I remember when I was young that my Mom’s twin sister lived out in the country. She home-schooled her children, never had a TV and lived what we thought was a very protective life. One year, my Mom mistakenly gave her sister’s children a Disney movie for Christmas. It was Snow White. The whole incident caused one of the biggest fights between my Mom and her sister and I remember thinking, “Why is that movie so bad?” I was probably 12 years and had watched that movie a dozen times. You might say that I had become rather “desensitized” by that since I no longer could see anything “wrong” with it.
Several years later, I remember putting the very same movie on to watch with my young children. I had memories of watching with my parents and those times were very special to me and I was excited to share the same feelings with my children. We turned the movie off within the first 5 minutes. I couldn’t bear to show my children the sad and depressing story as it was. They were saddened immediately and I began thinking about what my reaction to it was when we first watched it. I really couldn’t remember.
Now that my children are six, I recognize and understand deeply that they do not wish to watch that sort of drama. They shy away when I mention the word “movie” because to them, it means there will be some sad and scary moments. They have come to realize that every single movie out there has drama in it, and they simply avoid it. We don’t like to watch things that have guns, or people getting blown up or any of those things.
As a young girl, my Mom and Dad were very careful about not letting me watch dramatic shows on television. I remember listening through my bedroom door to see what all the fuss was about when Hillstreet Blues would come on the television. They never let us watch Rated “R” movies but since Disney was for kids, they never had a problem with us watching those kinds of shows. But how safe is Disney for little kids? Even the most innocent looking story has a “bad guy” that has to be “defeated” in some way.
Now, when you turn on the news for example, there is story after story of death and destruction. Its worse than any TV show or movie.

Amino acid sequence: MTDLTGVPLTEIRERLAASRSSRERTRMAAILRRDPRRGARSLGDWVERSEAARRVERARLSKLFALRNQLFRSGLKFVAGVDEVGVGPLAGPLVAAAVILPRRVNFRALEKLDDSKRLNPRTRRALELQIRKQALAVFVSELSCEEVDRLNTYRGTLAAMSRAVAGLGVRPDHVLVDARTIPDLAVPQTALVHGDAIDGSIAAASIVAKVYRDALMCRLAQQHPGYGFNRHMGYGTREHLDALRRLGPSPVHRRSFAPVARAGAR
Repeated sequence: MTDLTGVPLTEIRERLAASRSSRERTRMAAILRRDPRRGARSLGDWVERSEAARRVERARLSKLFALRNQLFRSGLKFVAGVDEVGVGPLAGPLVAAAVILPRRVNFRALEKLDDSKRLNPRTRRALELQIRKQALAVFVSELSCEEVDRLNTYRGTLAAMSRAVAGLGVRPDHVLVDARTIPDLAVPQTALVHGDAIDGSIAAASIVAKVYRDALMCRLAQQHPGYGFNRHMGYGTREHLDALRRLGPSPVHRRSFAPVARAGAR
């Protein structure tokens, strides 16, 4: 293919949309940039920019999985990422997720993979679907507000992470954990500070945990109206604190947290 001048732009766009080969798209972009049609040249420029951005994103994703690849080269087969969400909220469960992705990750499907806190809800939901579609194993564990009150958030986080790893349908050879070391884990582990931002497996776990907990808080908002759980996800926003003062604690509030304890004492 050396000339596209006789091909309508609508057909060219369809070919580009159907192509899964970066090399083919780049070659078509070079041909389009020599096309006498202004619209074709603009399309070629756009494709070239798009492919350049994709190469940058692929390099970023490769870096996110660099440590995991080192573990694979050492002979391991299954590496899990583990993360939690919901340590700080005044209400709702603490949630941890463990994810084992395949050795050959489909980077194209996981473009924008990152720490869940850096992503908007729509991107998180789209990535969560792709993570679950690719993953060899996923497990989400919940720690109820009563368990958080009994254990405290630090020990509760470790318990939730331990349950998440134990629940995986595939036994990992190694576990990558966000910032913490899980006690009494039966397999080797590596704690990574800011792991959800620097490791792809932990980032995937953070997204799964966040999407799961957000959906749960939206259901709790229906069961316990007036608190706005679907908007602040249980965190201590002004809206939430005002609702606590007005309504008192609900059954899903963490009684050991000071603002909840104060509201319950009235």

“This person was shot…” (blink and turn to another camera).
“That person was robbed at gunpoint…” (blink and turn and now smile).
“The weather is going to be…”
It’s really ridiculous the amount of negative news that is all over the airwaves. Families eat their dinner while the news plays in the background.
“A man killed 5 people when he was texting in his car…” (please pass the peas…)
Have we become so desensitized by the media that we see and hear every day? So much so that nothing but the shooting of an innocent 9 year old girl can really penetrate the membrane?
I am writing this after spending some time looking at the photos from the shooting in Arizona. I’ve cried tears of sorrow for the poor families who must now begin their own spiritual journey to make something good out of their situation. While I have a deep understanding and knowing that ALL bad things create a greater GOOD and that I know intimately that we do not die against our will, I still have to wonder why on earth no one is asking how the media is responsible?
I’m a media professional and I have always advocated for more positive news. Positive stories, positive press… that is what I want my children to grow up with in the background. Not the venomous finger pointing that goes on between Republicans and Democrats, but real… positive… news! There are lots of fingers pointing at Sarah Palin and Michelle Bachman, but what about the media that let that get out on the airwaves in the first place? Our media outlets seem to enjoy putting this out to the public. They repeat it over and over again in case you missed it.
I was making this point to a friend of mine who said to me, “Yes, the media plays a huge part, but the audience is the one responsible for not listening to it”. I get that. I understand that. I really practice not letting my children or myself for that matter be subjected to the hate that is on the airwaves. But what about Disney? What about other “kid-friendly” shows? What if the violence is disguised in a pretty package with cartoon characters? Transformers? Batman? Snow White and the Wicked Stepmother? What about the parents who feel safe with these because Disney or whomever says it is “for kids” like my parents did?
It really starts there in my opinion, with these very early years and taking responsibility for really understanding what your children like to watch or are watching. Does the show play off violence as something that is okay or ordinary? When my children see a gun on TV, they are alarmed because they know that guns can kill people. How many guns do you see on TV? Are your children used to seeing them or do they also become interested in them?
These are some questions parents should consider before turning on the TV in their house. Each TV in your house has the ability to desensitize our young children to death and violence. Do we really want that? Children are just sponges and have no way to really understand that the violence is “pretend” or just for “fun” or “entertainment”. I don’t think they think it’s fun to watch people get beat up or shot or whatever else happens.
I have a new respect for my Aunt now that I am grown and a mother. I’m not quite ready to ban the TV, mostly because you can’t hide it or they’ll simply find it somewhere else. Our job as parents is to teach them what is better for their spirit and what can really empower them to help people. How does the show make them feel and does it feel “right” to them? These are questions I ask when they choose something to watch on our TV and I really want to urge parents everywhere to be conscious and aware of it also.